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A Word from the Wise

It's Sunday night and I'm bracing myself for another week of home schooling. While I'm not terribly worried about what a few months of our amateur (drink) teaching skills will do to the future of our kids (drink), I know there are parents out there who (drink) (drink) (drink) feel like they're failing their children. There are parents who are trying to juggle work with new careers as teachers, housekeepers, cooks, and nannies. And some of those parents are working overnight shifts and coming home to geometry, hungry kids, fighting kids, and baskets of laundry.

Neither my husband or I have an outside job and still, we find ourselves wondering how awful it would be if we just did the kids' work for them, freeing us from the (drink) burden of common core math and painfully observing Kaleb peck away at the keyboard. Third and fourth grade we would likely sail through with straight A's (or 4's as is the equivalent on elementary school report cards). (Drink) But sixth grade, I have to admit, might not be so easy. It's amazing how little I know about Mesopotamia. (Drink) So rather than look like idiots and fail sixth grade social studies, we are plugging along as teachers, knowing that a few months is not a big deal in the grand scheme of things.

For those of you needing a little more reassurance that your incompetent teaching skills will not ruin your kids' lives, I would like to introduce my mom who joins us as a guest blogger today, to share some thoughts on the subject from her perspective. My mom leads a very adventurous life and seems to have (drink) a story with a lesson for every problem that might arise. Her motto is "it could always be worse," and she's right. She has lived through a lot and raised four children who now live in three different countries, each of us following our passions and living very content lives. We have her encouragement, advice, and stories to thank for that, so without further ado, I'd like to share some of her wise words with you....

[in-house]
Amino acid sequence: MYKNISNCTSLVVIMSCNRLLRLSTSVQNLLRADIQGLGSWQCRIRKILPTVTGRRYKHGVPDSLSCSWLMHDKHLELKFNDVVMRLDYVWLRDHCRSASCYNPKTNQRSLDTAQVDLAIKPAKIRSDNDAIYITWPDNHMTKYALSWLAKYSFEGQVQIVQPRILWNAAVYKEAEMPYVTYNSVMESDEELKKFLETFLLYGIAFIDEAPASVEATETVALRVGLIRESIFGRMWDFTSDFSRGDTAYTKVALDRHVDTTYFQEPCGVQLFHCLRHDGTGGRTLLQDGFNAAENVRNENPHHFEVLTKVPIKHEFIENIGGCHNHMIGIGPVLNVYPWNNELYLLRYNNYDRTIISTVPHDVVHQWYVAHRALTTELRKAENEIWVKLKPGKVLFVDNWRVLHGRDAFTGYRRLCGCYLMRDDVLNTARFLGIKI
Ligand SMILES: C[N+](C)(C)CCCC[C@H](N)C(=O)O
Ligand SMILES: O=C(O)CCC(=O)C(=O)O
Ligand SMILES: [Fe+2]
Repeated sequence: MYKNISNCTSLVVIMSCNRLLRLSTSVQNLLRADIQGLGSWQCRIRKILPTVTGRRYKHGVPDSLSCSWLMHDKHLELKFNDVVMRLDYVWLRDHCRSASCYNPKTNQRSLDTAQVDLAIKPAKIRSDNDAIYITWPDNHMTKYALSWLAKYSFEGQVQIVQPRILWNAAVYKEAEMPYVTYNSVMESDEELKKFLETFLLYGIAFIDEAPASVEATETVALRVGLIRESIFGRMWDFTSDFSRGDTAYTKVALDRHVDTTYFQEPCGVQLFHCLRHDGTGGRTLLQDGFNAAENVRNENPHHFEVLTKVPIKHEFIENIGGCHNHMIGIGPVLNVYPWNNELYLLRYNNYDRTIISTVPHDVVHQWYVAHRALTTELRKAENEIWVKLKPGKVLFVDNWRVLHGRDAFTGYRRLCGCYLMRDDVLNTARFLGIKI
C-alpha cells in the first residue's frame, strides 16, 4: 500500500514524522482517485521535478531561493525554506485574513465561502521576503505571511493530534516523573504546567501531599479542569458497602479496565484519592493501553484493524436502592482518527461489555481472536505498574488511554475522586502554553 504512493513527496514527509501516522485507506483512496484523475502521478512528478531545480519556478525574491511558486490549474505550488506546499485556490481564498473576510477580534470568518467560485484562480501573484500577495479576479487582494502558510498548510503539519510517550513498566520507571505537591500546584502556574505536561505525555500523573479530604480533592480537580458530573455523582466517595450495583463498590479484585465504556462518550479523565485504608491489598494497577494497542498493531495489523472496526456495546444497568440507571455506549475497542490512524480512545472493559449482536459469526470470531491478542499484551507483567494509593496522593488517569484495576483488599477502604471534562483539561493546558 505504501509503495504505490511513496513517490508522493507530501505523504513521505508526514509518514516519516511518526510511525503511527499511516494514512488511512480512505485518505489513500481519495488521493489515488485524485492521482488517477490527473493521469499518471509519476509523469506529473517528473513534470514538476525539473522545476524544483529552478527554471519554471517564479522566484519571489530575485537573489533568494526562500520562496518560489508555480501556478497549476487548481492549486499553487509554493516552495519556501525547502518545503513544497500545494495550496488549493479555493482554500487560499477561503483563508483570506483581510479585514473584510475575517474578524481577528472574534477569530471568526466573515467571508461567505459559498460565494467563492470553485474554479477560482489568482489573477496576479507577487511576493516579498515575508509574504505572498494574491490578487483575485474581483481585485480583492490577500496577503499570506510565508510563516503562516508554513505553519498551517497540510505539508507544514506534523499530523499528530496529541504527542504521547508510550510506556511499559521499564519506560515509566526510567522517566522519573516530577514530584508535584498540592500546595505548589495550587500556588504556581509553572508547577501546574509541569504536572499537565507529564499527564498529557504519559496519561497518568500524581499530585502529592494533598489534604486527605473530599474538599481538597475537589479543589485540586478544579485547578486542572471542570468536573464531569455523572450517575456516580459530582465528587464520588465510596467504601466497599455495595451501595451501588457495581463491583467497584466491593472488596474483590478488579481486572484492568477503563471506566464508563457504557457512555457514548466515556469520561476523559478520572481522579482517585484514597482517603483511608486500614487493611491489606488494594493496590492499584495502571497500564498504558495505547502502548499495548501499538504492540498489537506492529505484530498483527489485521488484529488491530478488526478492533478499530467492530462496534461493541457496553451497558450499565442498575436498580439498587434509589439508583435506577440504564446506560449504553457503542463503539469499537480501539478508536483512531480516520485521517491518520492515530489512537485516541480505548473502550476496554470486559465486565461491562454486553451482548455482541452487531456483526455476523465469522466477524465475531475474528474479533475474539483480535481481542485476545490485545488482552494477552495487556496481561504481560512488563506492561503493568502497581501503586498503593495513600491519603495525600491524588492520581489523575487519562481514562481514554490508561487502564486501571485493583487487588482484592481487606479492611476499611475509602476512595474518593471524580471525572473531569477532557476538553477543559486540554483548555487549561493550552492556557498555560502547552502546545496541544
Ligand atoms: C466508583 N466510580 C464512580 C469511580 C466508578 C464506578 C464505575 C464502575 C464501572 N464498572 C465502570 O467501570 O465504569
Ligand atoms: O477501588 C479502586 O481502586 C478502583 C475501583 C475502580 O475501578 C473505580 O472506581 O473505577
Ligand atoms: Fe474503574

By Janet Gladstein

Were I the parent of a school aged child during this unprecedented time, I’d be scared too. But not just scared; also annoyed and stressed. Yes, I signed on to be a mom and thought I was prepared for the challenges along the way. But never intended to be a full-time teacher to them. I actually am trained to be teacher…but at preschool level. That I can handle. But all this newfangled math and technology and what have you? Forget about it. Not my forte. I truly do not believe that I would be able to handle the demands of trying to help with today’s lessons and even if I tried to do my best, would feel inadequate and lacking in skills.

But now I’m older and no longer “just a mother”, but a grandmother as well. I lived through a lot and learned “stuff” along the way. So, when I now try to express my opinion about how to best handle the situation, I know that many mothers would not agree with me. But, for what it’s worth, here goes…..